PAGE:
UPDATE, Feb. 17, 2015
Winter Storm Day 2: Transportation Cabinet road crews gaining traction with snow removal
Kentucky Press News Service
FRANKFORT – Kentucky Transportation Cabinet road crews have continued plowing and treating roads to keep interstates and main routes open after a deep snow and a deep freeze Monday. Sun and temperatures in the 20s helped crews on Tuesday as they were able to clear most roadways.
Some roads remain snow-covered with a few slick spots, particularly in shaded areas, but most are passable. As crews finish the first round, many are gearing up for a second, lighter round of snow expected to make its way through the state beginning tonight and into Wednesday. The National Weather Service cautions that the additional snow may create slick conditions all over again, a state news release said.
Gov. Steve Beshear on Monday declared a statewide emergency because of the storm, which blanketed the Bluegrass State with up to a foot of snow. It fell at such a rate that plowed roadways quickly became covered again.
As with any significant snowfall, citizens should be aware that plowing may result in snow piles that block driveways, subdivision entrances and side streets. It is regrettable but unavoidable when plow crews must clear deep snow.
Road crews will continue to work 12-hour shifts tonight and into Wednesday to maintain passable roadways throughout the state.
The Transportation Cabinet (KYTC) can deploy 1,000 snow plows and 385 contractors with plows, but has responsibility for 63,000 lane miles of roadway. Some districts supplemented the plow fleet with road graders.
The cabinet also deployed 17 SAFE Patrol trucks – Safety Assistance for Freeway Emergencies – whose drivers are trained to render emergency assistance. SAFE Patrol units operate along interstate routes, parkways, U.S. 23 and KY 80.
“It has been a major challenge to keep our interstates and other main routes passable,” Kentucky Transportation Secretary Mike Hancock said.
If travel cannot be avoided, motorists are advised to slow down, buckle up, rid themselves of distractions such as cell phones and keep extra distance – at least 500 feet – between themselves and other vehicles.
Snow removal efforts have been focused on the interstates and other major routes. Secondary and rural roads will be salted and plowed once main routes have been cleared. To view the priority network for snow removal, go to http://transportation.ky.gov/Maintenance/Pages/Snow-and-Ice-Priority-Maps.aspx and select a county.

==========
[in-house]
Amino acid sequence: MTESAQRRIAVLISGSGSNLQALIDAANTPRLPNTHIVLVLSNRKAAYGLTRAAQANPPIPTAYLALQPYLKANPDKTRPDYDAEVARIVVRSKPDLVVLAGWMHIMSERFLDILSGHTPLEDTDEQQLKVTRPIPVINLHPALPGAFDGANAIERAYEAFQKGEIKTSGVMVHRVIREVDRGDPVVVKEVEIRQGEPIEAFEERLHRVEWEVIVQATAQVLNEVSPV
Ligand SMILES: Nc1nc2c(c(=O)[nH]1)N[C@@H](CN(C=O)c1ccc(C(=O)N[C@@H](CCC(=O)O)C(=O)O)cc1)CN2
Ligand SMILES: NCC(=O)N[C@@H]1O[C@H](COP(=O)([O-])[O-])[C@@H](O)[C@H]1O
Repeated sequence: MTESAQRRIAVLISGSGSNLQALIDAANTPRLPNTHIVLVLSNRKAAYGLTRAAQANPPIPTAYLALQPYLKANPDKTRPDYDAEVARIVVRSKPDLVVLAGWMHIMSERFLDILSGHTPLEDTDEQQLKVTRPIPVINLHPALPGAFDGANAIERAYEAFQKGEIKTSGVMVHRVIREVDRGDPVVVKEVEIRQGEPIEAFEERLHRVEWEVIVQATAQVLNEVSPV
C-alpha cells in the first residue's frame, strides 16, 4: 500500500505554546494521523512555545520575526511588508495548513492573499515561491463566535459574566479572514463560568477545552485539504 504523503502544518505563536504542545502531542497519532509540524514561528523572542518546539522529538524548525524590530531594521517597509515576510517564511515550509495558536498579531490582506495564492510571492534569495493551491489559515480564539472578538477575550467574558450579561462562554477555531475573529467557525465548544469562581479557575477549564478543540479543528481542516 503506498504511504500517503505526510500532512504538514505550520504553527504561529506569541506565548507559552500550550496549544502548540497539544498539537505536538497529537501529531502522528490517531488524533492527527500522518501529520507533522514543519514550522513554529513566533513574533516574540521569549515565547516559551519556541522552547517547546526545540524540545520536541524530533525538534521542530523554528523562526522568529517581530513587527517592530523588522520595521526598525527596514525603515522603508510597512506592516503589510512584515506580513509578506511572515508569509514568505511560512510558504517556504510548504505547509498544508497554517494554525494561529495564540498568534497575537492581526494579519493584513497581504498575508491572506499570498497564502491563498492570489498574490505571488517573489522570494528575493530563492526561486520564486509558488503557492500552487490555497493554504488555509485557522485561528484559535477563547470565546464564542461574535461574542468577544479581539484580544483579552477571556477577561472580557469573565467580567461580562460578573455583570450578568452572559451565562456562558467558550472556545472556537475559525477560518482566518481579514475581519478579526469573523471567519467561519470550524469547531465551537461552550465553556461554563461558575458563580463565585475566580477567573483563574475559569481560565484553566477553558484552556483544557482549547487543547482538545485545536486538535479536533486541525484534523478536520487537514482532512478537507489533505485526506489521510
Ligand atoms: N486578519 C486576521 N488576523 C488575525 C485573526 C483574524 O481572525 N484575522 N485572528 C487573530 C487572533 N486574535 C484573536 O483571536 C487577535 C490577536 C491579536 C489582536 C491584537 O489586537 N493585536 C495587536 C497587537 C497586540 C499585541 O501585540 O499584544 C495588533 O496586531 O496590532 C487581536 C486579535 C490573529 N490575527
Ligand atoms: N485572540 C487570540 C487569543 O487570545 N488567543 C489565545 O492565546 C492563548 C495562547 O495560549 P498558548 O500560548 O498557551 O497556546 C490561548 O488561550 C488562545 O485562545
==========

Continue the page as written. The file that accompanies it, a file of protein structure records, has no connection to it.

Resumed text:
Beshear declares state of emergency
FRANKFORT, Ky. (Feb. 16, 2015) – In response to heavy snows and bitter cold across the Commonwealth in the past 12 hours, Gov. Steve Beshear declared a statewide emergency to allow local officials immediate access to state resources to assist in public safety and recovery efforts.
“This storm system is still dumping snow across much of the state and temperatures are forecast to drop further. Some areas may see accumulation of up to 16 inches, making it one of the worst storms in recent memory,” said Gov. Beshear. “By declaring a state of emergency now for the entire state, we can deploy any needed state assistance, including National Guard troops if necessary, without delay.”
Gov. Beshear and state officials remind drivers that it is extremely important to avoid travel if possible so road crews can salt and plow interstates and major highways. He again encouraged citizens to check on elderly neighbors.
So far, the snow has been dry and powdery; this has limited accumulation on power lines and tree limbs. That’s good news, as that likely means little impact on power lines for this storm.
The Commonwealth Emergency Operations Center (CEOC), located in Frankfort, remains activated with additional staffing from Kentucky Emergency Management (KYEM), KYNG, state cabinets and volunteer organizations monitoring the situation, fielding calls and responding to requests for assistance.
Weather safety tips can be found on the Kentucky Emergency Management (KYEM) website at www.kyem.ky.gov